Here at Project B3, we LOVE Common Sense Media and the many topics they cover concerning kids, teens and media. Recently, they came out with the Common Sense Census: Media Use by Tweens and Teens, 2019. What is so great about it is that it gives us a glimpse into what we, as adults and parents, are all dying to know- what could these kids possibly be doing on their devices for so many hours a day? Sure, we ask them. But, more often than not, they reply by saying, “Nothing.” As parents, we look around and ask, “Does every kid have a phone? Or “Are they really doing homework?” Research like this gives us a broader view of how kids and teens around the country are using their time and energy when it comes to media use.
The new census tracks the changes in teens and tweens use of and relationship with media between 2015 and 2019. The survey provides a snapshot of what media activities kids enjoy, how frequently they engage in those activities, and how much time they spend doing so. The results are based on a nationally representative sample of more than 1,600 8- to 18-year-olds.
Here are the key points from the latest census, taken from Common Sense Media:
1. Tweens and teens (still) use a lot of screen media. Eight- to 12-year-olds now average just under five hours of screen media a day (4:44), and teens view about seven and a half hours (7:22) daily — not including use of screens at school or the rapidly growing use of computers for homework (believe it or not, these numbers are not statistically higher than they were in 2015). (When kids report using more than one media type simultaneously, the time spent on each is calculated individually. For example, if a teen watches an hour of online videos while playing video games on their phone, that’s tallied as one hour for videos and one hour for games.
2. There’s this thing called YouTube …Since 2015, the percentage of young people who say they watch online videos “every day” has doubled, to 56% from 24% among 8- to 12-year-olds, and to 69% from 34% among 13- to 18-year-olds. For tweens, it is the media activity they enjoy the most, with 67% saying they enjoy it “a lot,” up from 46% in 2015, when it ranked fifth in enjoyment. Time spent watching online videos also increased from 25 to 56 minutes a day among tweens, and from 35 to 59 minutes a day among teens on average.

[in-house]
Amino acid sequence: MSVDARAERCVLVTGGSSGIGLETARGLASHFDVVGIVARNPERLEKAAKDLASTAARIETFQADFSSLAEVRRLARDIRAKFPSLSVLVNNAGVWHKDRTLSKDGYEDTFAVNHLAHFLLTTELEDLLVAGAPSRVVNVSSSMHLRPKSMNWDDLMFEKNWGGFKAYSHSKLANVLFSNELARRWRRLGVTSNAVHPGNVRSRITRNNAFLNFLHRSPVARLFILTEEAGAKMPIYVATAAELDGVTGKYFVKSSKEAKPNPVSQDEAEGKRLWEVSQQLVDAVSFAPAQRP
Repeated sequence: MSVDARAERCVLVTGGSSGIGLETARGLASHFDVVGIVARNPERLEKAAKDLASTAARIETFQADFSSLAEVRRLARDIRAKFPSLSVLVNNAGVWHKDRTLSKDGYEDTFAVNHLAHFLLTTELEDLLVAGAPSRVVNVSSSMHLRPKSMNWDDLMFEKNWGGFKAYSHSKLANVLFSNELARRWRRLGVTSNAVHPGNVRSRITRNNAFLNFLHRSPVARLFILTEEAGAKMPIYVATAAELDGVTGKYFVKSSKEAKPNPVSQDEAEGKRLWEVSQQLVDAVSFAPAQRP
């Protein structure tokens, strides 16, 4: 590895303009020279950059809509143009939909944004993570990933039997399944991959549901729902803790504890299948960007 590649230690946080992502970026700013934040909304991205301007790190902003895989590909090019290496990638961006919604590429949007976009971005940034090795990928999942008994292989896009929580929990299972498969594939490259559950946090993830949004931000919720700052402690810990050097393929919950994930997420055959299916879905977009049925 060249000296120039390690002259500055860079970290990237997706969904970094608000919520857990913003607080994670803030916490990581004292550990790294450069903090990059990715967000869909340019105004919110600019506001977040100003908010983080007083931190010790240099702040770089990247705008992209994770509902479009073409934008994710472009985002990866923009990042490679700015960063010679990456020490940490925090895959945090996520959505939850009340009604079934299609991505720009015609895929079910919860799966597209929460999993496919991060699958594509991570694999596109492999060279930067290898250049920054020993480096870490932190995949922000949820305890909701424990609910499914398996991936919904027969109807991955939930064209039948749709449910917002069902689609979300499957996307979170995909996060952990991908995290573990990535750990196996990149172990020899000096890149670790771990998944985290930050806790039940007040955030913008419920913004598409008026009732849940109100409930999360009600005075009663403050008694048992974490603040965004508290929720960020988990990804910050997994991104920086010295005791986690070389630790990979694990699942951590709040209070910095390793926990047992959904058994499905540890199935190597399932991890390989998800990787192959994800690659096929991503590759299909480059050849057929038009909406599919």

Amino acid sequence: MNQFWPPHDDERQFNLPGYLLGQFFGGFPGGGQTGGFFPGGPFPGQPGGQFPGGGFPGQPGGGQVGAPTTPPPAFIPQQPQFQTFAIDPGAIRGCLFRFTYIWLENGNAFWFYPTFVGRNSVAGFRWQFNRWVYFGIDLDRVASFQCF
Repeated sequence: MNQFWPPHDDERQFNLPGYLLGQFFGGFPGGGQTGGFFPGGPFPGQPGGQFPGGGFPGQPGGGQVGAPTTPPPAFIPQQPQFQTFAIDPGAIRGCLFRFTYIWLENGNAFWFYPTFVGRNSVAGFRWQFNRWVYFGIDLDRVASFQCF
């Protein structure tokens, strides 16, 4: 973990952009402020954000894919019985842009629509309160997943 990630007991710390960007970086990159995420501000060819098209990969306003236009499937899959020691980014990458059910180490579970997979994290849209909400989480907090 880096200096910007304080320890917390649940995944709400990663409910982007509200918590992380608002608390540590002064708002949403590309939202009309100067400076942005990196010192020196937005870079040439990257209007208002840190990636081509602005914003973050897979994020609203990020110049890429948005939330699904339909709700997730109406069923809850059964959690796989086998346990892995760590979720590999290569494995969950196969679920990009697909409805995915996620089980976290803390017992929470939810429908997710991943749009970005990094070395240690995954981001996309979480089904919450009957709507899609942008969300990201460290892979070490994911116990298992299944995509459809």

3. But everyone else has a phone! Tech use is aging down as young people get devices earlier. A majority (53%) of kids have their own smartphone by the time they are 11, and 69% have one at age 12. The number of 8-year-olds with phones grew to 19% in 2019 from 11% in 2015.
4. Consumption crushes creation.The majority of young people devote very little time to creating their own content (just 2% of screen use among tweens and 3% among teens). Screen media use continues to be dominated by watching TV and videos, playing games, and using social media; use of digital devices for making art, creating music, coding, or writing remains minimal.
5. A “homework gap” persists. Teens in lower-income homes spend less time using a computer for homework and more time doing homework on a phone than their peers from higher-income homes (34 minutes vs. 55 minutes on a computer and 21 minutes vs. 12 minutes on a phone per day, on average). That is likely at least partially due to lower computer ownership among teens in lower-income homes.
Project B3 finds this information fascinating. We are constantly researching topics like “the best age for kids to get iPhones” and finding out what the experts think about the topic. The experts think the older the better when it comes to iPhones, but the census revealed that 69% of the 12-year-olds who participated already had smart phones. Also, despite all the reporting and studies that have been conducted by various outlets since 2015, screen time by tweens and teens has not diminished. Even though the studies show it may lead to less sleep, anxiety, and obesity among younger people. Teens still average 7.5 hrs a day on a screen and this does not include school work.
Keep an eye out for a follow up post about how we can take the information from this census and turn it into a learning experience for parents and caregivers of tweens and teens, so we can make the most out of screen time and media use.